Arizona residents want Gov. Brewer to give dreamers driver’s licenses

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    A coalition of Arizona residents are calling on Gov. Jan Brewer to give dreamers driver’s licenses. (AP Photo/Matt York)

    A coalition of Arizona residents are calling on Gov. Jan Brewer to reverse her policy and allow deferred action recipients to apply for driver’s licenses.

    On Aug. 15, the day the federal government began accepting applications for the federal program, Brewer issued an executive order barring deferred action recipients from getting driver’s licenses in Arizona. She contends that the program says its recipients are protected from deportation and are given work authorization but are not given a lawful status.

    Under Arizona law, those who are eligible to get a driver’s license must be authorized to be in the country. That’s why, Brewer argues, those who are granted deferred action don’t qualify to get driver’s licenses in Arizona.

    Group wants Gov. Brewer to ‘let the dreamers drive’

    driver's licenses

    Randy Parraz, president of Citizens for a Better Arizona, wants Gov. Jan Brewer to reverse her policy that bans deferred action recipients from getting driver’s licenses. (VOXXI/Griselda Nevarez)

    But Randy Parraz, president of the advocacy group dubbed Citizens for a Better Arizona, is challenging Brewer’s interpretation of what the deferred action program says. He argues being issued work authorization under the program in effect means that undocumented youth are authorized by the federal government to be in the country. Therefore, making them eligible to get driver’s licenses.

    He also says he wants Brewer to “tone down her rhetoric” and “stop attacking dreamers” living in the Grand Canyon State.

    “If they’re good enough to graduate from our high schools, if they are good enough to graduate from our universities, then they are good enough to apply for a driver’s license,” he said of dreamers who are granted deferred action.

    Parraz was among the nearly 200 people—among them were dozens of dreamers—who crowded the Arizona State Capitol on Monday. They entered the House chamber hoping to deliver a letter to Brewer. The letter asks the governor to reverse her policy on driver’s licenses for dreamers who have been granted deferred action. It was signed by Congressman Raul Grijalva (D-Ariz.) and several Latino state lawmakers.

    The group wasn’t able to meet with the governor and was asked by police officers to leave the building after chanting phrases like, “Let the dreamers drive.” Three people were arrested for refusing to leave. Those individuals arrested are Saul Solis, Chimene Hawes and Sheila Ryan—all three are members of Citizens for a Better Arizona.

    Democrats propose bills to give dreamers driver’s licenses

    Monday was also the day the new Arizona State Legislature convened. Several Latino state lawmakers began the legislative session by vowing to propose bills that would allow deferred action recipients to get a driver’s license.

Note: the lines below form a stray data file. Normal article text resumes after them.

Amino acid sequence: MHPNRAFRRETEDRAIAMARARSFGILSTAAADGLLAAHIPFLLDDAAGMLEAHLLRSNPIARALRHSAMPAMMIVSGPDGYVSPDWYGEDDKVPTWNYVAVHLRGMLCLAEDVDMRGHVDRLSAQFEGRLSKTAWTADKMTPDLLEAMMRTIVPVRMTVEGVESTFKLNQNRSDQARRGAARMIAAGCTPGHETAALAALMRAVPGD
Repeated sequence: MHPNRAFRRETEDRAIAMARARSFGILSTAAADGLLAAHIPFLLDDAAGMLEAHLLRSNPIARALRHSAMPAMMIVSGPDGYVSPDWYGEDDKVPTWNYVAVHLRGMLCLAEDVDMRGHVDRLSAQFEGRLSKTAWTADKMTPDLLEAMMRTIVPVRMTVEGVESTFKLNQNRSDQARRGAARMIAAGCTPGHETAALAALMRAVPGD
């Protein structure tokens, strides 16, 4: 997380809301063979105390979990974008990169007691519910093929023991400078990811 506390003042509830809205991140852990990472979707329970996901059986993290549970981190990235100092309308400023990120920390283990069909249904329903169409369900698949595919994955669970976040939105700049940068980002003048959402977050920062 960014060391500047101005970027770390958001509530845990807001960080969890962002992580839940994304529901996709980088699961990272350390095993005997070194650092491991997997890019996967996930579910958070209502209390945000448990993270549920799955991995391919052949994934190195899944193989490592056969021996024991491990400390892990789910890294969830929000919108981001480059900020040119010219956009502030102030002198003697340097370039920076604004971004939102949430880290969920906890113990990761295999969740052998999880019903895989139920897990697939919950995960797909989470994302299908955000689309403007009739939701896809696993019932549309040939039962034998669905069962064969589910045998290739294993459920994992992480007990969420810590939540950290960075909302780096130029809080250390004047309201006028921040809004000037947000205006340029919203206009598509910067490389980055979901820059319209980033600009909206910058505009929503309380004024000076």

driver's licenses

    Erika Andiola is one of the thousands of dreamers in Arizona who have been granted deferred action but can’t get driver’s licenses. (VOXXI/Griselda Nevarez)

    State Rep. Catherine Miranda (D-Phoenix) proposed last week a bill that would amend state law to say that undocumented youth who are granted deferred are eligible for a driver’s licenses.

    State Sen. Steve Gallardo (D-Phoenix) is planning to propose a similar bill. His proposal seeks to put the issue on the ballot and let voters decide whether or not deferred action recipients should be allowed to apply for driver’s licenses.

    Gallardo argues that allowing deferred action recipients to get a driver’s license would improve public safety because these young immigrants would have to pass a driving test and purchase insurance for their vehicles. But some opponents argue giving this group of immigrants driver’s licenses wouldn’t guarantee safer roads.

    The state senator also noted that Arizona was the first state to ban driver’s licenses to deferred action applicants. At least five other states have followed suit, including Arkansas, Kansas and Michigan.

    Arizona was also the first state where a coalition of civil rights groups—including the American Civil Liberties Union (ACLU) and the Mexican American Legal Defense and Education Fund (MALDEF)—filed a lawsuit challenging Brewer’s driver’s license ban. Michigan was the second state.

    Both litigations argue that deferred action recipients are authorized to be in the country, making them eligible to apply for driver’s licenses. The Arizona lawsuit states that Arizona’s driver’s license policy is unconstitutional, because it interferes with federal immigration law. The suit also says the policy discriminates against dreamers who are granted deferred action. That’s because those who are granted work permits by the federal government are able to apply for driver’s licenses in Arizona.

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